From a distance of 100 yards how many Minnesotans can distinguish their state flag from, say, Nebraska’s? From 100 feet? Anyone want to try for 10 feet?
It’s not that Minnesota has the most prosaic flag of all 50 states. It’s that it shares the distinction with more than a dozen others, each content mainly to sew a copy of its state seal in the middle of a blue sheet and then run the thing up a flagpole to see if anyone salutes, or even notices.
That’s a shame. The official Minnesota flag needn’t compete in splendor with Old Glory. But when displayed with those of other states — as at the recent Inaugural Day Parade or with the Constitution and the Declaration of Independence in the rotunda of Washington’s National Archives building, it ought to stand out enough to catch the eye, and carry enough symbolism to clutch at a loyal Minnesotan’s heart.
Instead, the visitor is more likely to see and admire the dazzling hues of Maryland’s quartered arms, California’s bear flag, Georgia’s Confederate battle flag, Texas’ proud lone star or Iowa’s eagle-emblazoned tricolor. Only the determined eye will pick out Minnesota’s flag from among all the other drab, dark-blue look-alikes.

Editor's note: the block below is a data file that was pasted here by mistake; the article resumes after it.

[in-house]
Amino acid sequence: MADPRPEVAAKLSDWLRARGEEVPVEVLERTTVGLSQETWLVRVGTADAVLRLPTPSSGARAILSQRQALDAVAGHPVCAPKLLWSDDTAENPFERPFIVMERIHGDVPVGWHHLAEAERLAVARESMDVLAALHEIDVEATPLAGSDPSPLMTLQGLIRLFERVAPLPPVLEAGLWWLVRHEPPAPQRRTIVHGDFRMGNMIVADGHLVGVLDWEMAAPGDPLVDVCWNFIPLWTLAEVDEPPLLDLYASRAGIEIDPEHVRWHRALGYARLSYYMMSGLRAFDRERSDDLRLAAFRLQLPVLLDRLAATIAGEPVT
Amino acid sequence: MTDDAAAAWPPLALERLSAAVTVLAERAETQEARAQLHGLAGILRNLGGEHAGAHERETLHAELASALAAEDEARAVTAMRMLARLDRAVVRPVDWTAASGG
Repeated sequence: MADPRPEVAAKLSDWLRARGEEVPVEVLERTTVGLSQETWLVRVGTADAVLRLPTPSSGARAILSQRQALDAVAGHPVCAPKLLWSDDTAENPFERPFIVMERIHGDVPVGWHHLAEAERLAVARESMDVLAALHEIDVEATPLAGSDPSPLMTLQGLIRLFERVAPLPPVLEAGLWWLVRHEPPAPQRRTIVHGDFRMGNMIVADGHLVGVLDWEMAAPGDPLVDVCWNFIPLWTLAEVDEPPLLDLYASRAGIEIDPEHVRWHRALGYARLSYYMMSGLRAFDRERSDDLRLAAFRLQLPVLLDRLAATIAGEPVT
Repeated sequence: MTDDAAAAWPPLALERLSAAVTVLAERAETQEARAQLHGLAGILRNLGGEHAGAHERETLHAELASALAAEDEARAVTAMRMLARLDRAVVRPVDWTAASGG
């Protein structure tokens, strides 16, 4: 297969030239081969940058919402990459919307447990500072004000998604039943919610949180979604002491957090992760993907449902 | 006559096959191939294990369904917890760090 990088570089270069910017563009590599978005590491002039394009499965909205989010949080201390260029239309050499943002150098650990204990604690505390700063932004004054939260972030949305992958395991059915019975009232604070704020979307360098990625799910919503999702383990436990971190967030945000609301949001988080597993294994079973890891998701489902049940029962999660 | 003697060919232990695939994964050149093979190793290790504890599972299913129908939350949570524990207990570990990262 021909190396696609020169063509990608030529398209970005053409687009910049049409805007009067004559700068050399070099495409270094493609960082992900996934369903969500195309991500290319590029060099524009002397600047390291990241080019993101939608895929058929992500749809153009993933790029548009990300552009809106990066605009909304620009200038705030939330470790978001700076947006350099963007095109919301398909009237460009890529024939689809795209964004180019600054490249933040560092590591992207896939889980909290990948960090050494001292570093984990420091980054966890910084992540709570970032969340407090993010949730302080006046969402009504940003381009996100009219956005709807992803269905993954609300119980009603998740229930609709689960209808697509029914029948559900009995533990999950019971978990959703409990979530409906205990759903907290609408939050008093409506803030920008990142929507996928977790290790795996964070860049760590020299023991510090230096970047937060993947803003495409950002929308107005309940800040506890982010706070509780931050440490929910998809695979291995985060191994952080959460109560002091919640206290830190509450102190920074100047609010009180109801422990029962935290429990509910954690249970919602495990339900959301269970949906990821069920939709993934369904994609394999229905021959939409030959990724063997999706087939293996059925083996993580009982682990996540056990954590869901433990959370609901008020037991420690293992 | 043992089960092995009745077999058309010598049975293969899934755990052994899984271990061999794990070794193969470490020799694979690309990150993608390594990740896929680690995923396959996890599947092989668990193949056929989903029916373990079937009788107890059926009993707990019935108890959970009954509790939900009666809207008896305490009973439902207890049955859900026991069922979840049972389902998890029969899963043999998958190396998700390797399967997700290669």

Minnesota used to be somewhat more imaginative. Until 1957, the flag was blue on one side, white on the other. But flags of such design were expensive. So for the last 32 years, the Minnesota flag has been anonymously blue on both sides.
It’s time for a change. With the approach of the original state flag’s 1993 centennial, a legislative committee has agreed to seek a new design — something more distinctive and recognizable. One committee member dismissed the proposal as a waste of time. But that’s the kind of Philistine thinking that gave Minnesota its present banner. The redesign of the state flag is a good idea that should be treated seriously by legislators, citizens, and flag designers. Minnesotans deserve a state flag they can wave with pride.